Young people can often misjudge their swimming ability – they may view a river or lake as a tempting means of cooling off during a hot spell of weather, but fail to appreciate the harmful effects that the cold water can have on their stamina and strength.

Due to these dangers, we are urging people, particularly children and teenagers, not to swim anywhere other than in purpose-built and supervised swimming pools.

What to do if you see someone in difficulties

 

Around water - How to help

  • Get help: ring 999 or get someone else to do it. Alternatively if you are on your own without a mobile phone, call for help if you can see people nearby, or go and get help.
  • Think: of your own safety first. Don’t put yourself in danger by going into the water to rescue someone – you may get in difficulties in the water too.
  • Look: for any safety equipment close at hand such as lifebuoys or throwing lines.
  • Reach: a stick, scarf or clothes tied together can help you reach the person. Crouch or lie down to avoid being pulled into the water yourself.
  • Throw: a rope is best because you can then pull the person in. If you don’t have any rope, throwing something in that will float such as a football or even an empty plastic bottle will help in keeping the person afloat until help arrives.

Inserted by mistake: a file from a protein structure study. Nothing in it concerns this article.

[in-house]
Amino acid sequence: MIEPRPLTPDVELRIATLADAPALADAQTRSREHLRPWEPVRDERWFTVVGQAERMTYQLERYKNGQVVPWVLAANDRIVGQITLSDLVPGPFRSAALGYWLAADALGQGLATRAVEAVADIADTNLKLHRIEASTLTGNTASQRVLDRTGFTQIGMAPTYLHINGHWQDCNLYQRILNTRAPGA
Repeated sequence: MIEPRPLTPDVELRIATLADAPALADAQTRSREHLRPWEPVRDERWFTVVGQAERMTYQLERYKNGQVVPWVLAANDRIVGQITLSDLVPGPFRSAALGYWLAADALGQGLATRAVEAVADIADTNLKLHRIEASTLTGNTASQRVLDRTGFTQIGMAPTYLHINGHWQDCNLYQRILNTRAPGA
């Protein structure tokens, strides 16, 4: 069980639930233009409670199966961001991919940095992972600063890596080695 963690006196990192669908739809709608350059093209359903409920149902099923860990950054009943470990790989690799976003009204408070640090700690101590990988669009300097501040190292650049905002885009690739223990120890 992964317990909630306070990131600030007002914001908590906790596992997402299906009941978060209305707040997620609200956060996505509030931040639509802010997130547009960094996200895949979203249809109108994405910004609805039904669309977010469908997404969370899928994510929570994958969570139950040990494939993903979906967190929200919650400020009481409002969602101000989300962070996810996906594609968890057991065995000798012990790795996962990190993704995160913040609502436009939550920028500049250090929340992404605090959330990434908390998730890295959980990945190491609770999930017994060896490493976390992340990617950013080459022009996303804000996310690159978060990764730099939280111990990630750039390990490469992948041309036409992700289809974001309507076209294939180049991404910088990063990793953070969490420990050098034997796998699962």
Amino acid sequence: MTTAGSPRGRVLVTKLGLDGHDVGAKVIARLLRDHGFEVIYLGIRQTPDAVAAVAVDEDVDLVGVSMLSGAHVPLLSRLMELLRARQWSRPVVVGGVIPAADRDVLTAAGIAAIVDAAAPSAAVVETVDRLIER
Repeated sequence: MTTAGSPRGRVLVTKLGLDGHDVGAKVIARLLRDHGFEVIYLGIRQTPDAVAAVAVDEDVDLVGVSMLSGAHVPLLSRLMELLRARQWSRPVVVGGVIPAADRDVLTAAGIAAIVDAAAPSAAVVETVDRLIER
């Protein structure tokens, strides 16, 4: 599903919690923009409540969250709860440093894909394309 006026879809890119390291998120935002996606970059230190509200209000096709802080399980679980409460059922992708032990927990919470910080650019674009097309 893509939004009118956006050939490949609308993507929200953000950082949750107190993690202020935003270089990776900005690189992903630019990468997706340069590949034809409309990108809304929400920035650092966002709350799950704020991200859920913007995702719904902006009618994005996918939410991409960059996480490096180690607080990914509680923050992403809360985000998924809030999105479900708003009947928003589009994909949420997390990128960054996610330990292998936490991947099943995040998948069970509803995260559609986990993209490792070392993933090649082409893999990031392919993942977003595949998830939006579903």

• Keep warm: once rescued, keep the casualty warm and ensure they get medical help as soon as possible.

Tombstoning – Why is it dangerous?

Tombstoning offers a high-risk, high-impact experience but it can have severe and life-threatening consequences.  This is because:

  • Water depths alter with the tide – the water may be shallower than it seems
  • Submerged objects like rocks may not be visible – these can cause serious impact injuries
  • The shock of cold water can make it difficult to swim
  • Getting out of the water is often more difficult than people realise
  • Strong currents can rapidly sweep people away